The colour scheme of the 'smart crossblade' also represents a striking departure from the conventional. Its emphatically sporty bodypanels come in a gloss black finish, contrasting with the matt titanium grey powder-coated finish of the TRIDION safety cell. The grilles of the air inlets at the front and the cover for the silencer in the rear spoiler also feature a titanium grey finish. Plastic interior trims in am identical grey tone provide for colour-coordinated highlights. In contrast, the seats feature firey red upholstery. The discrete leather fittings are dyed black. A transparent wind shield which looks like the visor of a helmet is fitted over the cockpit area. The 'smart crossblade' has adopted the double elliptical front headlamps from the Cabrio. The special rear lights on the study consist of LED fittings under clear glass covers.
Following the smart roadster and the smart Coup? show cars, this open-air mobile from MCC smart once again demonstrates the diverse range of possibilities embraced by the ultra-compact city car concept. The 'smart crossblade' is based on the all-weather, all-seasons Cabrio, but uncompromisingly does without any provisions to afford protection from wind and weather. In developing all key aspects of the prototype, the smart designers and development engineers have accorded due consideration to possible road transport licensing - including the smart safety concept.
The appearance and features of this concept car represent a deliberate departure from the conventional all-round requirements for motor vehicles and underline its clear emphasis on fun and leisure. Its technical concept, on the other hand, retains virtually all the defining attributes of the smart city car concept: The 'smart crossblade' is compact, safe and economical, and offers high-quality design and workmanship.
The sporty two-seater is only 2590 millimetres in length. It is 1550 millimetres wide and 1450 millimetres high. Its steel TRIDION safety cell has been provided with panelling in the form of newly designed plastic bodypanels. The car is powered by a three-cylinder turbo engine with a cubic capacity of only 599 cc, offering a power output of 60 HP and a maximum torque of 64 lbs-ft. Together with the automated, sequential six-gear transmission, it forms a drive module which is mounted in front of the rear axle. The exhaust system of the 'smart crossblade' ends in twin exhaust pipes which protrude from a recess in the centre of the rear apron. The puristic smart fun mobile runs on size 185/45 R 15 tyres, mounted on seven inch wide aluminium wheels in three-spoke design.Source - Smart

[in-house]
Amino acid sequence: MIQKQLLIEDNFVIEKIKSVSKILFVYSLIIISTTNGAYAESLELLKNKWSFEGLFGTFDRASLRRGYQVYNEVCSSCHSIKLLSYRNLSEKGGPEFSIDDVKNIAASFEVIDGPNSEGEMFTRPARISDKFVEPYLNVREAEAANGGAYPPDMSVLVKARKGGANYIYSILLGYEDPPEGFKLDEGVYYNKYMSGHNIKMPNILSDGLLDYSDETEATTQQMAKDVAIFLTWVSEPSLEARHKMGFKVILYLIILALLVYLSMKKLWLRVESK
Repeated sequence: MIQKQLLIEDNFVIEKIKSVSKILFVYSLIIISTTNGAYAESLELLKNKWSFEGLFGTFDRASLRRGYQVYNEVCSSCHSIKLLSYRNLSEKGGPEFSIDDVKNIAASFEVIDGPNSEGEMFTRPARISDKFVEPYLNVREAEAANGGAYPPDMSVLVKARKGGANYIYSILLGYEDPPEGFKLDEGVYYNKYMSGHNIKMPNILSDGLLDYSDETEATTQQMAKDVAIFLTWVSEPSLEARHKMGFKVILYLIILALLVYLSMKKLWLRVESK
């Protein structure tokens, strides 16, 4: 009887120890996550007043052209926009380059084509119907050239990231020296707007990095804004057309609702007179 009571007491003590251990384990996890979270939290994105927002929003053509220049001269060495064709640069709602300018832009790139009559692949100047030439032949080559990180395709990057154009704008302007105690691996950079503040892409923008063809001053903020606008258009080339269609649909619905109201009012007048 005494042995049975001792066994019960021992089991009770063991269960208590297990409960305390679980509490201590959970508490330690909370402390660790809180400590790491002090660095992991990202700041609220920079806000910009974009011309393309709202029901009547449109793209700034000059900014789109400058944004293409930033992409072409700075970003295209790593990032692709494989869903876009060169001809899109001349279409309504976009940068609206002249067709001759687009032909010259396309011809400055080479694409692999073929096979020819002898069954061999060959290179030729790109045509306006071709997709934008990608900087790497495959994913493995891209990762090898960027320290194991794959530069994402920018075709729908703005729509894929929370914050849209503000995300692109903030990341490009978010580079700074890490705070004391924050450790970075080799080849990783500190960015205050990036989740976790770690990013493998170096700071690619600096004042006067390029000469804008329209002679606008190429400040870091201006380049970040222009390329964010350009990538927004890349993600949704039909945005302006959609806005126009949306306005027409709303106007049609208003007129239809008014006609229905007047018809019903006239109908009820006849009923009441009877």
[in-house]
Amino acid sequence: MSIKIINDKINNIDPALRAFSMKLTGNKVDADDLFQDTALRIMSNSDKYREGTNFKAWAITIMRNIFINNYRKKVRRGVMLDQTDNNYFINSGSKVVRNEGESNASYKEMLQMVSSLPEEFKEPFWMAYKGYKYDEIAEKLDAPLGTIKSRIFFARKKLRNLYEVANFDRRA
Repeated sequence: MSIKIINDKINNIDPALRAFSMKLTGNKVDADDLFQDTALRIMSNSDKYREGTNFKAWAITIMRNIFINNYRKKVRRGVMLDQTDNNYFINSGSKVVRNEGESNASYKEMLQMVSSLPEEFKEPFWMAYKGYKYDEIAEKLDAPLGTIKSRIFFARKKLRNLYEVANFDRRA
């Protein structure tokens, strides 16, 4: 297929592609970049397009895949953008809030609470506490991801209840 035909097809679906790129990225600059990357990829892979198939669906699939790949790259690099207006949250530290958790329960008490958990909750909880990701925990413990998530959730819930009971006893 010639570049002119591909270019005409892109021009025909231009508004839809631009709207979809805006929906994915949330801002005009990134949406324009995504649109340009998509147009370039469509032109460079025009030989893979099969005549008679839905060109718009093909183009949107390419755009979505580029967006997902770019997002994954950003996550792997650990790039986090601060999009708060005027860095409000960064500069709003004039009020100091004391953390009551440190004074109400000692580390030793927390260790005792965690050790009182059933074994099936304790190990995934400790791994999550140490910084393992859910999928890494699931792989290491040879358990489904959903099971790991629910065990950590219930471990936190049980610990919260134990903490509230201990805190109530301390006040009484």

There could hardly have been greater freedom. The smart crossblade came without doors, roof and windshield. Its drivers moved through the landscape with nothing but the deep blue sky above them, the wind in their faces – an incomparable driving experience. It was only above the cockpit that a narrow, dark-tinted wind deflector braced itself against the slipstream. Instead of conventional doors, the crossblade featured steel safety bows at the occupants' shoulder level. They moved vertically upward with the help of a gas pressure spring.
The first advertising campaign for the smart had demanded the concentration on the essential: 'reduce to the max'. This promise was already kept by the design study of the smart crossblade, which was presented at the Geneva Motor Show in 2001. The media response to this radical interpretation of the smart idea was overwhelmingly positive, and visitors to the motor show were baffled. Therefore, smart decided to launch a small series of this model, limited to 2,000 units, into the market one year later. In June 2002, the first customers took delivery of their individually numbered units of the crossblade.
The minimalist equipment moved the Tridion safety cell into the foreground as this structural element was particular conspicuous on this smart model. The safety cell was lined with matt titanium-colored plastic panels in the areas of rollover bar, B-pillars and door sills. Black-painted wheel embellishers in a minimalist format underlined the dynamic looks.
The interior of the smart crossblade was perfectly prepared to cope with the influence of the sun, the wind and adverse weather conditions. Dashboard and seats were covered with water-repellent, bright red plastic with black backrest inserts to create the contrasting scheme so typical of the smart. The floor was lined by an undivided plastic tub with four water-diverting channels which ensured that after a cloudburst, the rainwater would be channeled off through the floor of the safety cell. This tub also protected the electric cables from moisture. Two water-diverting channels were incorporated in each of the seat squabs at the level of the rear transverse seam. The driver airbag was protected by a hood made of water-repellent fabric. The entire interior could be protected against rain and solar radiation when required. For this purpose, each smart crossblade was equipped with a tarpaulin as standard. The black nylon tarpaulin could easily be stretched over the interior and fastened to the bodywork by means of elastic bands.
The smart crossblade was an expression of personal freedom and independence, and addressed an exclusive circle of customers. The open two-seater stood for the innovative strength of the smart brand. In terms of standard safety equipment, the special model reached the same comparatively high level as the smart cabrio and city coupe: it was equipped with the same restraint systems, including belt tensioners, belt force limiters and full-size airbags for driver and passenger.
The crossblade was powered by the turbocharged engine from the city coupe and cabriolet, its power electronically boosted to 70 hp (52 kW). The car's top speed was 135 km/h, its maximum torque 108 Newton meters.Source - Smart